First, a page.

In the rugged Sahtú Region of Canada’s Northwest Territories, a district so remote that in winter only a single treacherous ice road connects it to the outside world, life revolves around caribou. For millennia, the Dene people lived as nomads, tracking vast herds across the Sahtú and harvesting the itinerant animals for their meat, skin and bones. Although the region’s indigenous people today reside in villages, subsistence hunting remains central to diet and culture. The Dene language contains phrases for such concepts as “we grew up with caribou blood” and “we are people with caribou.”
That intimate relationship did not always coexist comfortably with empirical science. Wildlife biologists had long studied caribou by swooping down in helicopters, netting them and affixing them with radio collars, a process that some Dene saw as disrespectful to creatures they considered kin. In September 2012, the Sahtú Renewable Resource Councils passed resolutions recommending that all wildlife research involve local people and respect indigenous values. Biologists could still collar the caribou, but they now had a directive to pursue more respectful, non-invasive methods as well.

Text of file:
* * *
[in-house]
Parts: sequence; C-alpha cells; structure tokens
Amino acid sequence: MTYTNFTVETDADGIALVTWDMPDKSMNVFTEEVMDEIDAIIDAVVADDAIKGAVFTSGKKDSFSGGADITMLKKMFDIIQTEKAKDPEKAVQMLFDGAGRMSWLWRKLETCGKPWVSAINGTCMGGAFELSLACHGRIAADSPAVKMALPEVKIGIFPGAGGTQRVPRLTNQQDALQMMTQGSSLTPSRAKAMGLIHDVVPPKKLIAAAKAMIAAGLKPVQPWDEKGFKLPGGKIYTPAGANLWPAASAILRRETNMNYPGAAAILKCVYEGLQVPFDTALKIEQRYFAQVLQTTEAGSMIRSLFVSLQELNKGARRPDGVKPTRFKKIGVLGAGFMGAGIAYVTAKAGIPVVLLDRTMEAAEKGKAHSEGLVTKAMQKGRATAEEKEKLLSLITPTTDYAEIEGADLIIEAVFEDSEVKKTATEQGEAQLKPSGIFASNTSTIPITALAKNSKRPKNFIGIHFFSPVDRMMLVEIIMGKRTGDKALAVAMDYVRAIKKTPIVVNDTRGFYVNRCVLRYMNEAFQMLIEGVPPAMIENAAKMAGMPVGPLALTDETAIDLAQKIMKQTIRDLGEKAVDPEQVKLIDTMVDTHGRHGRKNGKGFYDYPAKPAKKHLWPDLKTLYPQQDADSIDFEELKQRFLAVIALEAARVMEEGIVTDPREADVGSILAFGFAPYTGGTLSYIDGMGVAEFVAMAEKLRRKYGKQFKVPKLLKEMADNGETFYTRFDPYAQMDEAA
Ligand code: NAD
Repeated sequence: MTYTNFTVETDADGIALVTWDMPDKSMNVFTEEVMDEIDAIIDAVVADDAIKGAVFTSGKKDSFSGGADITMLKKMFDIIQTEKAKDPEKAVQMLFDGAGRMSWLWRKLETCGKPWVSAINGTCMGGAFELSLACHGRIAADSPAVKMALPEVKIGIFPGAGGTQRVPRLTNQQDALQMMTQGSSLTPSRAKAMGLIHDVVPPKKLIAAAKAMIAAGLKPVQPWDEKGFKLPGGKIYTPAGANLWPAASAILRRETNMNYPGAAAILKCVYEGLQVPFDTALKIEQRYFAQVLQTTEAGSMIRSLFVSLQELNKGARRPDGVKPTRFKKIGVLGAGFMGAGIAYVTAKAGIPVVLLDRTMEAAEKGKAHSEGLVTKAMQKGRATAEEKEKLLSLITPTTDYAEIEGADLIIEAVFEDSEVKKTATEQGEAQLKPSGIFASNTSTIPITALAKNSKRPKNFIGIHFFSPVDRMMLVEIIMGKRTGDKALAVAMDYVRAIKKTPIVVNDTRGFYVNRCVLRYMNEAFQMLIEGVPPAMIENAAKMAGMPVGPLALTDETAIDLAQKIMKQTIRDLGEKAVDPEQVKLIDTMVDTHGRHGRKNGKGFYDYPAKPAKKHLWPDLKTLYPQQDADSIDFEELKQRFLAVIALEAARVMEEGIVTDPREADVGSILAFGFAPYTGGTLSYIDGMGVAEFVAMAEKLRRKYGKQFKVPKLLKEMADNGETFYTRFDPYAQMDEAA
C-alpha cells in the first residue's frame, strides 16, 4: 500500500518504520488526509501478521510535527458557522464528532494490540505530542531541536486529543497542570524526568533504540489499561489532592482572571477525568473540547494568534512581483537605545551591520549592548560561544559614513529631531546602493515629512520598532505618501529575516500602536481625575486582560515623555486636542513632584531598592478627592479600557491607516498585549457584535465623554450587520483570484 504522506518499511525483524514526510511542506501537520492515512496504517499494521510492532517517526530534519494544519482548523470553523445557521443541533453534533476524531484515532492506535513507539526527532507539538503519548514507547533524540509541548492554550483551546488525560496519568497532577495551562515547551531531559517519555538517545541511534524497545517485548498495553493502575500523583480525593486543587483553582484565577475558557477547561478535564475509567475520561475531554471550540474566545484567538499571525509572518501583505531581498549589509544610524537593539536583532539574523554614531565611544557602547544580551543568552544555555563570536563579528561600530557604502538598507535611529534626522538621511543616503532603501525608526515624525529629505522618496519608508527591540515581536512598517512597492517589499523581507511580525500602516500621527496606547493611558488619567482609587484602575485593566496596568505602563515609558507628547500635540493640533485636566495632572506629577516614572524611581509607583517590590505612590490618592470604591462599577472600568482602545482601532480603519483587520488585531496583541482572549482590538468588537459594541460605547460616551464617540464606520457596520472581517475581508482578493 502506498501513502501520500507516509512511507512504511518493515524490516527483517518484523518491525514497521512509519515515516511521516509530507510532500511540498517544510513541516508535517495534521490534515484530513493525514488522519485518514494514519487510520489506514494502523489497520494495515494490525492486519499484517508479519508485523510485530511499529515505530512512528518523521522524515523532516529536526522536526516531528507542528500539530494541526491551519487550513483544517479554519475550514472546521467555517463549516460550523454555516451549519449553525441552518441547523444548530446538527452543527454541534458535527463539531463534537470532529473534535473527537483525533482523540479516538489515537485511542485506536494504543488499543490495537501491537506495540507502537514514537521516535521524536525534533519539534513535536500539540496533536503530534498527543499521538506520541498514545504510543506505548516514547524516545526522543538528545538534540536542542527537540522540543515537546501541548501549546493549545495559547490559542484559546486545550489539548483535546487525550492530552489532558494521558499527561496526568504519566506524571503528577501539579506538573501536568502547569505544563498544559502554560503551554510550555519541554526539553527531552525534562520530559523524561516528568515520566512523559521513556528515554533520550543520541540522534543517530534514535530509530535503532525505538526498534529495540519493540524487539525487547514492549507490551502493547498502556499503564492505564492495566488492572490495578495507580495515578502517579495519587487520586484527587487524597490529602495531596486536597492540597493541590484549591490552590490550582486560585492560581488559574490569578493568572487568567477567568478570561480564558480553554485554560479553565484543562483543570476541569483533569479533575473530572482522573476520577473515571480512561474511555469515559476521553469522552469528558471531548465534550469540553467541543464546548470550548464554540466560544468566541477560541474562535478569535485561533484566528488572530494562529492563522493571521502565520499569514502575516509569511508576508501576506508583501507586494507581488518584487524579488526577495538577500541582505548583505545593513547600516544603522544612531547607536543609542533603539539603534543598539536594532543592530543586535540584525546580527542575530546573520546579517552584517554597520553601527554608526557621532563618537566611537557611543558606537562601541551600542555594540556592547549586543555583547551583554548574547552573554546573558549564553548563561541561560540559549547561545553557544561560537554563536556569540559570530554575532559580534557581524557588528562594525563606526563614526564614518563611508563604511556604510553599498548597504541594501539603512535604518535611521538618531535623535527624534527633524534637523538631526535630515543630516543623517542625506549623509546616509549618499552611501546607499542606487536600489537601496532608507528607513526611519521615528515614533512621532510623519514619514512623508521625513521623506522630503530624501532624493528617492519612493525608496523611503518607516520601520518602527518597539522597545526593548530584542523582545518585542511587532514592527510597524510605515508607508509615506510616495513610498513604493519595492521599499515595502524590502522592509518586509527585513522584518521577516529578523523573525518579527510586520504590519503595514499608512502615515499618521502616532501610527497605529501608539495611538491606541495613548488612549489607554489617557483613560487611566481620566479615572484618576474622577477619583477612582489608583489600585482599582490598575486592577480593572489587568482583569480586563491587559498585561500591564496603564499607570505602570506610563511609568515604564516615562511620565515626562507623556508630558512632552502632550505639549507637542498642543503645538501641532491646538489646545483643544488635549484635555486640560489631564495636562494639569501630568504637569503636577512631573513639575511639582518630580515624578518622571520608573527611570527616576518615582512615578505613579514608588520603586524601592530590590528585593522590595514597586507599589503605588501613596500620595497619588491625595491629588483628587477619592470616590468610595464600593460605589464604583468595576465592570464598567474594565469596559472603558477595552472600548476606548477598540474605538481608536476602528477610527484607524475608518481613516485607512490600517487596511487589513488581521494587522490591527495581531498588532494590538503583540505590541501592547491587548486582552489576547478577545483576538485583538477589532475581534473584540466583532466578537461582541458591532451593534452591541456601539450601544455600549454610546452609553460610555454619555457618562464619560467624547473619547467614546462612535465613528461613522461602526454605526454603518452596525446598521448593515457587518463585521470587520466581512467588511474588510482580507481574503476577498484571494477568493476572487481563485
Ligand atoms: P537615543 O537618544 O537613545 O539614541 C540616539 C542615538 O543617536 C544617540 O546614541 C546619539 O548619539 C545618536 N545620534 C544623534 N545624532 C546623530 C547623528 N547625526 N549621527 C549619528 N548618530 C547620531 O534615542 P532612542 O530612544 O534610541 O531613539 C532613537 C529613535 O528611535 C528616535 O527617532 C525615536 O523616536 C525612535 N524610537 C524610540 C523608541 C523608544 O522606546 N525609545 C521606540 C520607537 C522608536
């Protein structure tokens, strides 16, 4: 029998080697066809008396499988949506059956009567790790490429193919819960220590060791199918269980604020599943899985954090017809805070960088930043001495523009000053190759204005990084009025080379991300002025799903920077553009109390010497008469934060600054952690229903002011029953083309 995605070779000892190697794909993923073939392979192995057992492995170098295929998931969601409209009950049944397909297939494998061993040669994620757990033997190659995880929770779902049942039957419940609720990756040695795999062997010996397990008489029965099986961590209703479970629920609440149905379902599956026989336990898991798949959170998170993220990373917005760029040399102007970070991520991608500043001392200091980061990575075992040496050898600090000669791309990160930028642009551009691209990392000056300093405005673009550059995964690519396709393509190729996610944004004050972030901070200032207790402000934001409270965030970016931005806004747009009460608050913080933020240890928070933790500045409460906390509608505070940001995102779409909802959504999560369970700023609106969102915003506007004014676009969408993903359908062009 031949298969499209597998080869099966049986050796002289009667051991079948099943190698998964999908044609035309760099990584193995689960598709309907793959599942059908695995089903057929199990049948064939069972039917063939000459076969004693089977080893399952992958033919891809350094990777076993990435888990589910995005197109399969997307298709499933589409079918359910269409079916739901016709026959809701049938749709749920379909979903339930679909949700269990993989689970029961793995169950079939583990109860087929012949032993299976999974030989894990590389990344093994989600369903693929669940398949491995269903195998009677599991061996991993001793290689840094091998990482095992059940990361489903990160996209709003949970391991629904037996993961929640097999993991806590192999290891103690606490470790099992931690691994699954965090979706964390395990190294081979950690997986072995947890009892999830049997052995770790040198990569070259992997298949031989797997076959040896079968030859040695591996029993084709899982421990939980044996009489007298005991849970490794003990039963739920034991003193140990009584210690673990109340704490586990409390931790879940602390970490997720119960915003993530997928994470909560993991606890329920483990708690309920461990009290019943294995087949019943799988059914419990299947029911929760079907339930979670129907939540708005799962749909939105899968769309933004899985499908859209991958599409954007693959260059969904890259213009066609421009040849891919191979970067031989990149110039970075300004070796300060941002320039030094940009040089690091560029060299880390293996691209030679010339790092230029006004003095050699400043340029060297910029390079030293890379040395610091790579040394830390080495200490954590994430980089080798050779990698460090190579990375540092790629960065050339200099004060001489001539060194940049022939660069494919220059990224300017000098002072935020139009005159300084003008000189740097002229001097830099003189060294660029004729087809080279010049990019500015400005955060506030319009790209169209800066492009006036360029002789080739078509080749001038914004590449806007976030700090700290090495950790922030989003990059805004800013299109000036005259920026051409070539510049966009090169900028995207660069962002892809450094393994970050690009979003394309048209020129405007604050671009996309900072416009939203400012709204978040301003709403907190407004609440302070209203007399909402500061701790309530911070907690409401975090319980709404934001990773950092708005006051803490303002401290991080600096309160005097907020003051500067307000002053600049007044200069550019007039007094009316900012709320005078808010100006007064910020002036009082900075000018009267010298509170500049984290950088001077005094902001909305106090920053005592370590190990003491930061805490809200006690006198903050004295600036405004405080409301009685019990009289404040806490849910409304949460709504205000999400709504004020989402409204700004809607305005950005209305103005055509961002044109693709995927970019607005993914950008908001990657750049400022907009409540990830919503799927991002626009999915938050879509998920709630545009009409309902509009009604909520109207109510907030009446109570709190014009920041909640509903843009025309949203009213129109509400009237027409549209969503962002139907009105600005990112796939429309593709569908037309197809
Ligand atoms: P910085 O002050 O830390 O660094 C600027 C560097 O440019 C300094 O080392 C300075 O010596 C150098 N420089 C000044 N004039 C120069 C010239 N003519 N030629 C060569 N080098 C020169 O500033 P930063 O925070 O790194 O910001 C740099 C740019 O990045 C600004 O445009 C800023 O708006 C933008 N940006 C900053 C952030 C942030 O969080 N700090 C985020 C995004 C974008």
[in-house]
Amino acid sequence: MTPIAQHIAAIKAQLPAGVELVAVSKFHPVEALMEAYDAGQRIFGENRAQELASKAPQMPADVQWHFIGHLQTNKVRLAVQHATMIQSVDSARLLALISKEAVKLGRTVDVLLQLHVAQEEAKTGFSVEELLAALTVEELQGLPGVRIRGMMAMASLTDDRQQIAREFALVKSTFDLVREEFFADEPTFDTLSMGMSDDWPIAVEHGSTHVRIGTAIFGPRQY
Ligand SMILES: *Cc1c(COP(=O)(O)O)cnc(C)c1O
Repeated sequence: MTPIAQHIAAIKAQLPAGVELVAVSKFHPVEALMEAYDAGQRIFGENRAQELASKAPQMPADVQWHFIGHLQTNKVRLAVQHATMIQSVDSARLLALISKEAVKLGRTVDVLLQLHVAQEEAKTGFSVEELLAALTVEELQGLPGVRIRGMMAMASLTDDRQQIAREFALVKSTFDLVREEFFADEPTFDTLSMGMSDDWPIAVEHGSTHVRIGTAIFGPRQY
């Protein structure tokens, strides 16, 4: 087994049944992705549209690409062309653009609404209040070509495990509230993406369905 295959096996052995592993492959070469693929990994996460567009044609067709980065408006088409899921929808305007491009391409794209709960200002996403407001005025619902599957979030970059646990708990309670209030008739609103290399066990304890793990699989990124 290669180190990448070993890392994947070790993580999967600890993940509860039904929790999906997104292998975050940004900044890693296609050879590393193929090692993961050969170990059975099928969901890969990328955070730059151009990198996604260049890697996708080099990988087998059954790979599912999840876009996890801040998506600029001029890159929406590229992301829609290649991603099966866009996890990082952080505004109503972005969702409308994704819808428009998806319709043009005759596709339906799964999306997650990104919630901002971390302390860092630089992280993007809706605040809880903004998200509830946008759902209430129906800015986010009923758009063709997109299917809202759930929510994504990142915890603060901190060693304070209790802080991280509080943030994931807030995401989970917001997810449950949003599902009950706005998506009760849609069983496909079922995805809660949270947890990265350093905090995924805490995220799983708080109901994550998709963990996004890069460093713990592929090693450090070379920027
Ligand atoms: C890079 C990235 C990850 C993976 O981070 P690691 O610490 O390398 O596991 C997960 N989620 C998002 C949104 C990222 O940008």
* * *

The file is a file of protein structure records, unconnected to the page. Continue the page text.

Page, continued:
The task of developing new techniques fell to a team of scientists that included Jean Polfus, a natural resources Ph.D. student at the University of Manitoba. Polfus’ introduction to the Northwest Territories wasn’t an easy one — “it was completely dark, it was cold and a lot of the meetings happened in Dene language,” she recalls — but, over the course of many conversations with community leaders, she and her local collaborators concocted a visionary project: They would study caribou populations using DNA extracted from scat. Dene hunters and trappers, who regularly cross paths with the herds during their travels on snowmobile, would collect droppings — with each sample that Polfus received earning its finder a C$25 gasoline gift card. “It’s a lot cheaper per sample than collaring caribou,” Polfus says.
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article: Ben Goldfarb
photo: Jean Polfus